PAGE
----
because in fact, nobody knows whose guests they are.

The father thinks, "Perhaps they are my wife's relatives so it is better to keep quiet." The mother thinks, "Perhaps they are my husband's relatives...."

In India it is possible to enter a home where you are not related at all; and if you keep your mouth shut, you can live there forever. Nobody will tell you to get out; everybody will think somebody else invited you. You have only to keep quiet and keep smiling.

It was a big family. My grandfather - I mean my father's father - was a man I never liked very much, to say the least. He was so different from my other grandfather, just the opposite; very restless, ready to jump on anyone at any time; ready to take up any excuse to fight. He was a real fighter, cause or no cause. The fight itself was his exercise, and he was continually fighting. It was rare to see him when he was not fighting somebody, and, strange to relate, there were people who loved him too.

My father had a small clothes shop. Once in a while I used to sit there just to watch people, and to see what was going on, and sometimes it was really interesting. The most interesting thing was that a few people would ask my father, "Where is Baba?" - that was my grandfather. "We want to do business with him, and not with anybody else."

I was puzzled, because my father was so simple, so true, and honest. He would simply tell people the price of an item like this: "This is my cost price. Now it is up to you how much profit you want to give us. I leave it to you. I cannot reduce the cost price of course, but you can decide how much you want to pay." He would tell his customers, "Twenty rupees is the cost price, you can give me one or two rupees more. Two rupees means ten percent profit, and that's enough for me."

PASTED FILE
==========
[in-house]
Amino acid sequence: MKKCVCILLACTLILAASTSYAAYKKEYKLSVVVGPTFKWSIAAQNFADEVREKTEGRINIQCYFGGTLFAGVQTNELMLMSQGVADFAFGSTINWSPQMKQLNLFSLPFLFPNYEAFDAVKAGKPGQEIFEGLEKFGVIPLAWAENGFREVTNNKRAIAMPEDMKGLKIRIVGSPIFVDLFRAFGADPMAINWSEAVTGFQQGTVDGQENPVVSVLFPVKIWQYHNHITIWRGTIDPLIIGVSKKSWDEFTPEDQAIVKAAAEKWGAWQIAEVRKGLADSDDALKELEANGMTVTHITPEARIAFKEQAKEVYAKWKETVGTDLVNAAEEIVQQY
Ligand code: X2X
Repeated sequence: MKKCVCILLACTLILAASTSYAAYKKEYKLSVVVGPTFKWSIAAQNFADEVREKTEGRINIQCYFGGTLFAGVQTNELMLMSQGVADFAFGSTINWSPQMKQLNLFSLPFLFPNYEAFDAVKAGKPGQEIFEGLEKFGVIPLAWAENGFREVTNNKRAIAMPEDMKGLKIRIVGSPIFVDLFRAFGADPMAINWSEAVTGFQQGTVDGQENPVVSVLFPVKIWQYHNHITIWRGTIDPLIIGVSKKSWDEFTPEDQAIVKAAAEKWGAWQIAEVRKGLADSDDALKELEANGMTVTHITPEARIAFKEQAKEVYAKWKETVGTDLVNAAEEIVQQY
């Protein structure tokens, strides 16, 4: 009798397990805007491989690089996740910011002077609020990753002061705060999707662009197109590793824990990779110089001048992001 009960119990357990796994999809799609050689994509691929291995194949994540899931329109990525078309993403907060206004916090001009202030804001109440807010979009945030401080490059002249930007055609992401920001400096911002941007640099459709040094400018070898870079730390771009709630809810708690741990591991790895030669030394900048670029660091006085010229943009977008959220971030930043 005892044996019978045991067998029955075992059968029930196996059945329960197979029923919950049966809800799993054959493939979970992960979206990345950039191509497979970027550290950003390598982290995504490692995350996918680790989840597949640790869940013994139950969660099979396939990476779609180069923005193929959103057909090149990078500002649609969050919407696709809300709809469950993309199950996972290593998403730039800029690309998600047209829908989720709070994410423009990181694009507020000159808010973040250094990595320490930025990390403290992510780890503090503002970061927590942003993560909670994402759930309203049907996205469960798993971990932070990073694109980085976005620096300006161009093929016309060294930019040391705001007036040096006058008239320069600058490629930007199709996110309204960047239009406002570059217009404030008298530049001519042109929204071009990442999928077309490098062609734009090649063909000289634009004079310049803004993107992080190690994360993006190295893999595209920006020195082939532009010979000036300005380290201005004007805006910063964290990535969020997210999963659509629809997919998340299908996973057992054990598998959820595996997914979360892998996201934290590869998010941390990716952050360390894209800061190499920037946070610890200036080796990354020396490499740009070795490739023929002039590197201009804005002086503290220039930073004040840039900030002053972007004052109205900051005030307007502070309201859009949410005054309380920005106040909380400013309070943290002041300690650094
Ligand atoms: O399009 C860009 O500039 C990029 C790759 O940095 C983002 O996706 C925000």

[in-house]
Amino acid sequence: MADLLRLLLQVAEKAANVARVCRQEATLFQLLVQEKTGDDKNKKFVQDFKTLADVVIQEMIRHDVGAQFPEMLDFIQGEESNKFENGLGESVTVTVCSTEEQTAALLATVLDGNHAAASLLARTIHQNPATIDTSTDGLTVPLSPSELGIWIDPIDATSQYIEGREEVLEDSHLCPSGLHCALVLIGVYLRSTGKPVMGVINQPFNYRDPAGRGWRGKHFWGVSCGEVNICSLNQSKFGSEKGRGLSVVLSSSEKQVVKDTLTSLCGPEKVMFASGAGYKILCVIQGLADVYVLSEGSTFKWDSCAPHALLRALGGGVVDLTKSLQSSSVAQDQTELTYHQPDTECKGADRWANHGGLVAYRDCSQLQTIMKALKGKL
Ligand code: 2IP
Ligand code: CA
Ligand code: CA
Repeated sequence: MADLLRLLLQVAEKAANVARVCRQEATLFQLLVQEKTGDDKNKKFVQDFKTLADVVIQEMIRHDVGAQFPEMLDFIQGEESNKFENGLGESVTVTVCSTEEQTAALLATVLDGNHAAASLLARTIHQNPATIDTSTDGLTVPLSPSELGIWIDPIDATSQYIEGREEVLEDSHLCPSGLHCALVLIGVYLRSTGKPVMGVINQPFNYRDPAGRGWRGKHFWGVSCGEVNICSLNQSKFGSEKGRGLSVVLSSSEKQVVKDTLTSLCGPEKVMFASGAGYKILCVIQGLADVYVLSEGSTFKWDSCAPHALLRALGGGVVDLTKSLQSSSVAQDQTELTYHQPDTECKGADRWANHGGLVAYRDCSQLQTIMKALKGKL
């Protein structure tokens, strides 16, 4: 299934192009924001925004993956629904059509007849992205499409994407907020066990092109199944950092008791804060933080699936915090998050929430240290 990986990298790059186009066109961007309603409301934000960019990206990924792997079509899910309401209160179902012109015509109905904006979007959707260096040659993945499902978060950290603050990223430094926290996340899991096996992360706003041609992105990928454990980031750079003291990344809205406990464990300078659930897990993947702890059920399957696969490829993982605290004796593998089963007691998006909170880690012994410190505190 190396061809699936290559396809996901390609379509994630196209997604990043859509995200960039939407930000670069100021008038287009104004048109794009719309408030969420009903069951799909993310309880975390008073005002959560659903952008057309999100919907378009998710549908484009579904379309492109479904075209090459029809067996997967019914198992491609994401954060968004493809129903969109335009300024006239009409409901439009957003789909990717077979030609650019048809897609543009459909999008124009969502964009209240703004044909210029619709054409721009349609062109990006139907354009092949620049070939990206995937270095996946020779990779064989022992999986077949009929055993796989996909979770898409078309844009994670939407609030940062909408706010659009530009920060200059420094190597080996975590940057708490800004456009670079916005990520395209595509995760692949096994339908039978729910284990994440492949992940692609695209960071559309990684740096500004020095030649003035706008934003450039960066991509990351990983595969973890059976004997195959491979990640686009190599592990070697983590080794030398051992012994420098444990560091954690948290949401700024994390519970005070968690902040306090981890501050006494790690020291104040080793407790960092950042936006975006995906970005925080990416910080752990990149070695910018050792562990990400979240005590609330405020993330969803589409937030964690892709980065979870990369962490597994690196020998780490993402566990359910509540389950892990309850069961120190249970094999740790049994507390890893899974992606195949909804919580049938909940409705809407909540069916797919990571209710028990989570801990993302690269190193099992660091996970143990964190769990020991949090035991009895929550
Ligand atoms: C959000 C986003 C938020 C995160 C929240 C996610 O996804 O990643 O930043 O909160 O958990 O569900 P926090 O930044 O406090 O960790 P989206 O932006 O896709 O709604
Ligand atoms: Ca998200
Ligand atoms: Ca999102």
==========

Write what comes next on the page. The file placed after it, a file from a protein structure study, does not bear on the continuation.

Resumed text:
But people would ask, "Where is Baba? - because unless he is here there is no joy in doing business." I could not believe it at first, but later on I did see their point. The joy of bargaining, shopping, or - what do you call it - higgling?

"Haggling, Bhagwan."

Haggling? Good. It must have been a great joy to the customers, because if the item was twenty rupees, my Baba would first start at fifty rupees, and after a long session of haggling, which they both would enjoy, they would settle somewhere near thirty rupees.

I used to laugh; and when the customer had gone, my Baba used to say to me, "You are not supposed to laugh at such moments. You should be serious, as if we were losing money. Of course, we cannot lose," he used to tell me. "Whether the watermelon falls on the knife, or the knife falls on the watermelon, in any case it is the watermelon which gets cut, and not the knife. So don't laugh when you see that I am charging a person thirty rupees for a thing which he could have bought for only twenty rupees from your father. Your father is a fool."